Top positive review
Not even a baby boomer, I like The Impossible Years
Reviewed in the United States on August 21, 2012
This DVD's jacket calls The Impossible Years a "60s generation-gap comedy." This 1968 dramedy does present the generational clash of its times, and it does so in an intelligently humorous and heartfelt manner. Had John Hughes made movies in the 1960s, he would have made The Impossible Years. One could consider The Impossible Years also a lighter companion piece to The Graduate, Guess Who's Coming to Dinner, Easy Rider, and other films making a social comment upon the changing times.
The plot for The Impossible Years resembles that of What About Bob? Prof. Kingsley (Niven) thinks that he is such an expert on teenagers, and his distinguished work leads him toward great career advancement. However, one case undercuts his supposed "brilliant" knowledge and problematizes his best-laid plans. And, this difficult case lives very close to him--in his own home. Linda Kingsley (Cristina Ferrare) is Prof. Jonathan Kingsley's rebellious seventeen-year-old daughter. As she becomes an adult, she displays "problem" behaviors. She joins campus protests, fails classes, smokes cigarettes, keeps a slovenly room, and wears revealing outfits. And, most of all, she has "problems" with the opposite sex. Sexual rebellion plays a large role in this work just before the Sumer of Love. Director Michael Gordon did Pillow Talk, and The Impossible Years is often another light sex comedy. The social scientist finds that he can no longer control and understand his children. Much social commentary and insightful comedy follows. Niven and Ferrare (all of eighteen at the time) do great jobs in their roles.
Is The Impossible Years good? Yes. The highest compliment that I can give The Impossible Years is this. I am not a baby boomer, yet I love and appreciate this film. The Impossible Years is very funny. It has witty and realistic dialogue and situations. It calls a viewer to laugh and to also think. It has slapstick and schtick. For example, people fall into swimming pools while fully clothed, and they crash into each others' cars. In The Impossible Years, humor occurs on many levels.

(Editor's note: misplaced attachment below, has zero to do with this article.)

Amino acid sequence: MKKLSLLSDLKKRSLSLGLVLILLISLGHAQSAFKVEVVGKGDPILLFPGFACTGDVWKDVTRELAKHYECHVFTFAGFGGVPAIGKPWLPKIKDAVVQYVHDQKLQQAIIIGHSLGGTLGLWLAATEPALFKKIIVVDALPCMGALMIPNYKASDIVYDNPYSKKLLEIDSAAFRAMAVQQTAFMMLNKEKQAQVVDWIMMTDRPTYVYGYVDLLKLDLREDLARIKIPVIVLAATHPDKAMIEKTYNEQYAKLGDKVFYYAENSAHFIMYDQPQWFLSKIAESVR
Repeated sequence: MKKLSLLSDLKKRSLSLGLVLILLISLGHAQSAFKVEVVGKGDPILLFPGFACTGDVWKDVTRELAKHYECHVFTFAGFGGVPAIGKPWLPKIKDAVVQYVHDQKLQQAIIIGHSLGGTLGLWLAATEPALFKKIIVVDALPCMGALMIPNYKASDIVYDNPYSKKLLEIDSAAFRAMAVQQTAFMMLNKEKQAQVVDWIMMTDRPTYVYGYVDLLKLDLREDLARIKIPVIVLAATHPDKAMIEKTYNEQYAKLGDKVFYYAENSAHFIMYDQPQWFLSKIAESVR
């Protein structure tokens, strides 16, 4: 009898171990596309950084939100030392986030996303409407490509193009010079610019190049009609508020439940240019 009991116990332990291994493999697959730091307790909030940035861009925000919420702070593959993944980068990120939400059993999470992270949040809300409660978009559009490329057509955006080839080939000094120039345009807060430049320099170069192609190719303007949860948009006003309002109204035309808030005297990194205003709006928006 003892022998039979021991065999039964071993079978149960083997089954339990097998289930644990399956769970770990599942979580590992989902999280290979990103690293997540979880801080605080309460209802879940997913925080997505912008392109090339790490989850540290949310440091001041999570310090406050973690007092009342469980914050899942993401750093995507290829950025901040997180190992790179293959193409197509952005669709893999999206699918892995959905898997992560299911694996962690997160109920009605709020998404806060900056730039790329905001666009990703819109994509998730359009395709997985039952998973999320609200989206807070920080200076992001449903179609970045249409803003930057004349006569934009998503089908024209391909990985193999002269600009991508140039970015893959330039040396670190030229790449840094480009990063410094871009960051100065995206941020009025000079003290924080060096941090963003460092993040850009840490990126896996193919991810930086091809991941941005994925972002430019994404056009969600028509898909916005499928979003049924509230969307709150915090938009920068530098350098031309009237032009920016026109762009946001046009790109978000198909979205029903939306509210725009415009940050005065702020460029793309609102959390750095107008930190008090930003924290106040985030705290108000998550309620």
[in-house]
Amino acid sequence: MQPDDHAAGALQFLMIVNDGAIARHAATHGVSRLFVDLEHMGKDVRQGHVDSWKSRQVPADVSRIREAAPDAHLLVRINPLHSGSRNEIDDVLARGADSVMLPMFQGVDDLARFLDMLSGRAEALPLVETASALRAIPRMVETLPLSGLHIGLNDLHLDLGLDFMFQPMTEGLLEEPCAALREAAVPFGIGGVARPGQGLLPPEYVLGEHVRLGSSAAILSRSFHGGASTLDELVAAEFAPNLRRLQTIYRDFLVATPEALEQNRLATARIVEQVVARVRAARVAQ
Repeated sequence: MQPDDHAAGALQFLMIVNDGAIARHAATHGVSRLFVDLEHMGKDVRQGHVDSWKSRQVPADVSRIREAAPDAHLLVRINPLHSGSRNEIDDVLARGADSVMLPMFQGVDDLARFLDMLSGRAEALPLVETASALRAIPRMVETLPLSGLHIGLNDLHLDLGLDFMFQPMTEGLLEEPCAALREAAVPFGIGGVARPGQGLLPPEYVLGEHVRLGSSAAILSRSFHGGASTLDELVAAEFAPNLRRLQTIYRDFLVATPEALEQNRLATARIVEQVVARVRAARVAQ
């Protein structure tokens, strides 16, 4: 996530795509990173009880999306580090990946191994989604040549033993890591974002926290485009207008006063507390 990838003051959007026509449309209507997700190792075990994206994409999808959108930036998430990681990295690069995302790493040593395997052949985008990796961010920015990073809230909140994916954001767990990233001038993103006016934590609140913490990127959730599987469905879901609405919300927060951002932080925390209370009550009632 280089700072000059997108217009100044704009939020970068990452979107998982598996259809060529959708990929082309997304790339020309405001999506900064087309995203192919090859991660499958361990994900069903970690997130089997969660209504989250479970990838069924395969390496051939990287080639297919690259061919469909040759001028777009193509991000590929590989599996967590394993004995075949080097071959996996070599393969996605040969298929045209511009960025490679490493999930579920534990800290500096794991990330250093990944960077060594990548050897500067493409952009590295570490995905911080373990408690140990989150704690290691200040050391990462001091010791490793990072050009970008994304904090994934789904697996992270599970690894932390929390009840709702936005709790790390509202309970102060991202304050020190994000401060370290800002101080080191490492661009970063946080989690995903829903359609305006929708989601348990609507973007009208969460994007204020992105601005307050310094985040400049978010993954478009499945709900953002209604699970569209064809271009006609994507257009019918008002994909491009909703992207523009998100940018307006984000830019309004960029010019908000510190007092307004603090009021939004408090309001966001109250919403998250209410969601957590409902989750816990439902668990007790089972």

The Impossible Years is heartfelt. I felt for the Kingsleys. Families struggle when parents and kids have a parting of the ways. The parents are baffled and struggle. The kids struggle as they become adults. As one tagline puts it, "the teenage years are tough--especially for the parents." Similar to a Hughes movie, The Impossible Years switches tone toward its denouement. Eventually, Linda is in a more mature romantic relationship. Eventually, she needs a more independent living situation than that at home. She must become a woman instead of a big teenager playing around with her boyfriends and generally getting on her parents' nerves. A viewer feels for the situation. We have all witnessed the late teen departing the nest.
As mentioned, the cast makes this movie happen. Niven was a master actor, and he is on his game here--from the silliest scenes to the most weighty. Ferrare is a very talented woman to this day, and she shows those talents in this role. Perhaps, being only eighteen at the time helps. The supporting cast supports too. I was never once distracted by bad acting.
Could The Impossible Years be better in any ways? I offer a brief note. The Impossible Years is rated-G. A 1968 movie, it premiered in the MPAA's nascency. In reality, The Impossible Years is more like a hard PG-13. Why? Well, the story contains somewhat explicit sexual dialogue, partial nudity on several occasions, and aggressive sexual "play." You see, Linda's boyfriends are kind of grabby and otherwise piggish. Their behavior is presented always as improper and ungentlemanly. However, their aggression is played for comedic effect. The scenes are like a Peppy LePew cartoon. These boys will be boys. On one hand, these scenes are artifacts of the time, and today's audiences might still have a good laugh at ultra-awkward situations. On the other hand, current audiences might see such behavior as quite unfunny.
Other humor might be a little dated as well. We have no pies in the face. But, as
mentioned, The Impossible Years has its share of physical comedy and cute dry quips do occur throughout the film. Then again, audiences tolerate and like both of those things on sitcoms and such.